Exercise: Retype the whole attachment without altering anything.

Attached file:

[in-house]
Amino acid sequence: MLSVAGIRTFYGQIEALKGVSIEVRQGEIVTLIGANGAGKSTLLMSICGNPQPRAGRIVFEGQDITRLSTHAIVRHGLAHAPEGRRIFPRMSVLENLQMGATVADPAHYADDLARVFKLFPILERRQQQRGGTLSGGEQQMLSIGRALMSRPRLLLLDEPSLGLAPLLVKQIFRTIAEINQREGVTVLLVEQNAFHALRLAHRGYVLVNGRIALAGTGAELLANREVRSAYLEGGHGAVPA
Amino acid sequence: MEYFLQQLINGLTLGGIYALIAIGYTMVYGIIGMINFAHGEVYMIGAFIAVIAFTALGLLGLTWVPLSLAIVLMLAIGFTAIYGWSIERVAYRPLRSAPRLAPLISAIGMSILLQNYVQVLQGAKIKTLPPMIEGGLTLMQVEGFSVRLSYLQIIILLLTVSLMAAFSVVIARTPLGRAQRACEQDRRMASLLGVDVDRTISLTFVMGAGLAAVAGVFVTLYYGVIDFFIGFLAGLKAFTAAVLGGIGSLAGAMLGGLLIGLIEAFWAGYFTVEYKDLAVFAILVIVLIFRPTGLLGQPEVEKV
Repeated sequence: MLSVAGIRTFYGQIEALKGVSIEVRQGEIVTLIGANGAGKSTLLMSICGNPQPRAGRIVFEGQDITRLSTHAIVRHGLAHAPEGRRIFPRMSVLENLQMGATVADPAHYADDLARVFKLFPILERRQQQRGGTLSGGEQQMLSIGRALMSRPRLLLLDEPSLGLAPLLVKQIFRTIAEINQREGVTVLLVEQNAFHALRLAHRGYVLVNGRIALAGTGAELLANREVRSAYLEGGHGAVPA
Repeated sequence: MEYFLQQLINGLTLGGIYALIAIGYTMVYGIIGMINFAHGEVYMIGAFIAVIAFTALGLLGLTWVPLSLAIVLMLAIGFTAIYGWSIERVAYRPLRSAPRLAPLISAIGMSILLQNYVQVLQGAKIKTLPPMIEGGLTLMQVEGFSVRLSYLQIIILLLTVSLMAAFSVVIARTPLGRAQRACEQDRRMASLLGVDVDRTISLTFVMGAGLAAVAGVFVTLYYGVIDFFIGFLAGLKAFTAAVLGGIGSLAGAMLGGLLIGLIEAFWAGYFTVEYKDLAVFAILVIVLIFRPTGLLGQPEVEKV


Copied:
[in-house]
Amino acid sequence: MLSVAGIRTFYGQIEALKGVSIEVRQGEIVTLIGANGAGKSTLLMSICGNPQPRAGRIVFEGQDITRLSTHAIVRHGLAHAPEGRRIFPRMSVLENLQMGATVADPAHYADDLARVFKLFPILERRQQQRGGTLSGGEQQMLSIGRALMSRPRLLLLDEPSLGLAPLLVKQIFRTIAEINQREGVTVLLVEQNAFHALRLAHRGYVLVNGRIALAGTGAELLANREVRSAYLEGGHGAVPA
Amino acid sequence: MEYFLQQLINGLTLGGIYALIAIGYTMVYGIIGMINFAHGEVYMIGAFIAVIAFTALGLLGLTWVPLSLAIVLMLAIGFTAIYGWSIERVAYRPLRSAPRLAPLISAIGMSILLQNYVQVLQGAKIKTLPPMIEGGLTLMQVEGFSVRLSYLQIIILLLTVSLMAAFSVVIARTPLGRAQRACEQDRRMASLLGVDVDRTISLTFVMGAGLAAVAGVFVTLYYGVIDFFIGFLAGLKAFTAAVLGGIGSLAGAMLGGLLIGLIEAFWAGYFTVEYKDLAVFAILVIVLIFRPTGLLGQPEVEKV
Repeated sequence: MLSVAGIRTFYGQIEALKGVSIEVRQGEIVTLIGANGAGKSTLLMSICGNPQPRAGRIVFEGQDITRLSTHAIVRHGLAHAPEGRRIFPRMSVLENLQMGATVADPAHYADDLARVFKLFPILERRQQQRGGTLSGGEQQMLSIGRALMSRPRLLLLDEPSLGLAPLLVKQIFRTIAEINQREGVTVLLVEQNAFHALRLAHRGYVLVNGRIALAGTGAELLANREVRSAYLEGGHGAVPA
Repeated sequence: MEYFLQQLINGLTLGGIYALIAIGYTMVYGIIGMINFAHGEVYMIGAFIAVIAFTALGLLGLTWVPLSLAIVLMLAIGFTAIYGWSIERVAYRPLRSAPRLAPLISAIGMSILLQNYVQVLQGAKIKTLPPMIEGGLTLMQVEGFSVRLSYLQIIILLLTVSLMAAFSVVIARTPLGRAQRACEQDRRMASLLGVDVDRTISLTFVMGAGLAAVAGVFVTLYYGVIDFFIGFLAGLKAFTAAVLGGIGSLAGAMLGGLLIGLIEAFWAGYFTVEYKDLAVFAILVIVLIFRPTGLLGQPEVEKV